Regarding actions whose financial resources were accessed autonomously through representative entities of the villages (Ethnocultural Association), it is known that all the financial resource obtained was directly and indirectly invested in the maintenance of the Enawenê Nawê people's cultural heritage. It is emphasized that the actions aimed at widespread dissemination to promote the group's culture, especially the Yaokwa Ritual, surpassed the boundaries of the villages, the state, and even the country. An example is the audiovisual and written production by the young filmmaker Wesley Enawenê. The execution of all these actions, converging towards the appreciation, dissemination, and promotion of the cultural element despite having low financial resources, managed to achieve significant results thanks to the commitment and dedication of Iphan agents, the bearer community themselves, and partner institutions. It is a fact that with fewer resources (financial and human), the results achieved would not have been the same, falling below expectations.
C. Update of the safeguarding measures
Updated safeguarding plan
Please provide an update of the safeguarding plan included in the nomination file or in the previous report. In particular provide detailed information as follows:
- a. What primary objective(s) will be addressed and what concrete results will be expected?
- b. What are the key activities to be carried out in order to achieve these expected results? Describe the activities in detail and in their best sequence, addressing their feasibility.
- c. How will the State(s) Party(ies) concerned support the implementation of the updated safeguarding plan?
Updated safeguarding plan
In the previous periodic report, seven safeguarding actions were presented:
1. Launch event for the books "Dossiê de Registro Ritual Yaokwa" and "Salomã – Enore Nawe Deta" (Salomã – Celestial Spirits).
2. Distribution of the books in the villages of the Enawenê Nawê people.
3. Creation and provision of a virtual space for the dissemination of a digital collection containing the documentary and audiovisual productions of the Enawenê Nawê.
4. Implementation of exchange actions with other indigenous ethnicities through coordination with the Rondon Museum of the Federal University of Mato Grosso.
5. Organization of itinerant exhibitions on Enawenê Nawê culture in various spaces.
6. Development of an exhibition project for a permanent display at the Ikuiapá Museum in Cuiabá, Mato Grosso.
7. Conception of a Cultural Reference Center for the Enawenê Nawê Indigenous People in Cuiabá, Mato Grosso.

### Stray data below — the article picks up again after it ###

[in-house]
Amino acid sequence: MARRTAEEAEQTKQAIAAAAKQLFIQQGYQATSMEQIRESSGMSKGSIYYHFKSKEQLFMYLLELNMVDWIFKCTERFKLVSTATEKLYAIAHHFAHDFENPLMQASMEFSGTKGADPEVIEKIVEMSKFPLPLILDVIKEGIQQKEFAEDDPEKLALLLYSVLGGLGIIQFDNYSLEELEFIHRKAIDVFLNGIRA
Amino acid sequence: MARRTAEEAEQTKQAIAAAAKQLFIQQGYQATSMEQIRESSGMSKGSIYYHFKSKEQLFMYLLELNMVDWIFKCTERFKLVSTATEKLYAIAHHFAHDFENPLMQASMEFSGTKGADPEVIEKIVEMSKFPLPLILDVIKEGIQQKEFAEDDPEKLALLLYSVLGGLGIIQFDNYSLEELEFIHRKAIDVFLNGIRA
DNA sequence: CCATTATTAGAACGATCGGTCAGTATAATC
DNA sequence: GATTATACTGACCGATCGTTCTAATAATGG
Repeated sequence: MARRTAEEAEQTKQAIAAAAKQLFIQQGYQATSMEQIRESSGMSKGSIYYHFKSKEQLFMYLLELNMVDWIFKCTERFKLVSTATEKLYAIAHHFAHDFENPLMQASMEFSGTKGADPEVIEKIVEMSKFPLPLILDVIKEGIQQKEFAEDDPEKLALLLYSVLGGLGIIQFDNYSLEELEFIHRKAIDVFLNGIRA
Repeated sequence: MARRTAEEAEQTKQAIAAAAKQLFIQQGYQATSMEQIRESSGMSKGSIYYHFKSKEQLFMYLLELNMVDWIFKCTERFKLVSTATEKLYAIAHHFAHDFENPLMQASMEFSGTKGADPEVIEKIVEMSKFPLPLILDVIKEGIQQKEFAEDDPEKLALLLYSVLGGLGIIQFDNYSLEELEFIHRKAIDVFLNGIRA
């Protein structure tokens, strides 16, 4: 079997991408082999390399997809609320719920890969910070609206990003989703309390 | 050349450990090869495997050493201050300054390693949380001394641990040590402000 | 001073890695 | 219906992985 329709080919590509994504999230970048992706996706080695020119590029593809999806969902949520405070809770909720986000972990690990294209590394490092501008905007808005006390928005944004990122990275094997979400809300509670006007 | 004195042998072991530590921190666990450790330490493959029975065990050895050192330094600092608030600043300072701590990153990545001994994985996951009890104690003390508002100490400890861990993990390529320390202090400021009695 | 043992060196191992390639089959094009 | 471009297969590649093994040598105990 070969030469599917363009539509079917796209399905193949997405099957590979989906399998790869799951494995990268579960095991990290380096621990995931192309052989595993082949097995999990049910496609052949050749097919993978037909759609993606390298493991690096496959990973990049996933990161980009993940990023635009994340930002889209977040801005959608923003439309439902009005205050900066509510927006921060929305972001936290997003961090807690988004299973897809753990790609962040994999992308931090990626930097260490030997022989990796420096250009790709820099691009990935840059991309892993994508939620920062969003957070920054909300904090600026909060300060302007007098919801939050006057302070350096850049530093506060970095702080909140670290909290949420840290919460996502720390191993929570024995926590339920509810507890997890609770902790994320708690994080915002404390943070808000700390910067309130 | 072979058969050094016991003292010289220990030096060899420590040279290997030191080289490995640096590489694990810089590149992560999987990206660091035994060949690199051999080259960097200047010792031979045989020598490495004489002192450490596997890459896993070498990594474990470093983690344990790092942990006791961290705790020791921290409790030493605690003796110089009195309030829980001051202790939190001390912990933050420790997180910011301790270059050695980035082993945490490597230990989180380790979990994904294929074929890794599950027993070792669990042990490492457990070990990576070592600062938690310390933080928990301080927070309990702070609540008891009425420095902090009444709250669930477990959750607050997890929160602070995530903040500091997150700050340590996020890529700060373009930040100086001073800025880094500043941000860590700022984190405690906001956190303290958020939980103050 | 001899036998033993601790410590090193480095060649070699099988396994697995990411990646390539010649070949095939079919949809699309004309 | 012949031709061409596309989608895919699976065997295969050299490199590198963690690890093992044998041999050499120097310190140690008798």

Of these, the first three were executed. The launch (1) and distribution (2) of the books "Dossiê de Registro Ritual Yaokwa" and "Salomã – Enore Nawe Deta" took place during the 2021 technical visit, along with the reassessment of the cultural element for the revalidation process. The material produced by Iphan related to the Yaokwa Ritual is available for public consultation (3) on Iphan’s website (bcr.iphan.gov.br). The main results of these three actions are linked to meeting the Enawenê Nawê people's demand to document the Yaokwa and Salomã rituals, without prejudicing future additions if the community deems it necessary.
The other actions could not be executed due to two factors: first, COVID-19 made it challenging to carry out any in-person activities involving the gathering of people, especially indigenous communities; and second, budgetary constraints in the national cultural sector between 2019 and 2022 prevented the implementation of projects requiring larger financial resources. The Ikauipá Museum, for example, an institution linked to FUNAI, is located in the capital Cuiabá and has remained closed for renovations.
In October 2023, Iphan successfully finalized the Yaokwa Ritual Safeguarding Plan with the Enawenê Nawê people. Although the produced material is still in the consolidation and review phase, there is an expectation that the publication of the Safeguarding Plan will occur in the first semester of 2024.
The Yaokwa Ritual Safeguarding Plan is a participatory document or agreement of intentions constructed with the Enawenê Nawê people, involving local partners who can and want to contribute to the safeguarding of the cultural element. The document brings together a set of safeguarding actions aimed at strengthening, protecting, disseminating, and valuing the Yaokwa Ritual and the knowledge, customs, and rituals associated with the cultural practice. The bearer community agreed that the Safeguarding Plan will have a duration of nine years and organized the actions into three priority groups: high, medium, and low. High-priority actions should preferably be carried out in the first triennium, followed by medium and low priorities for the second and third triennia, respectively.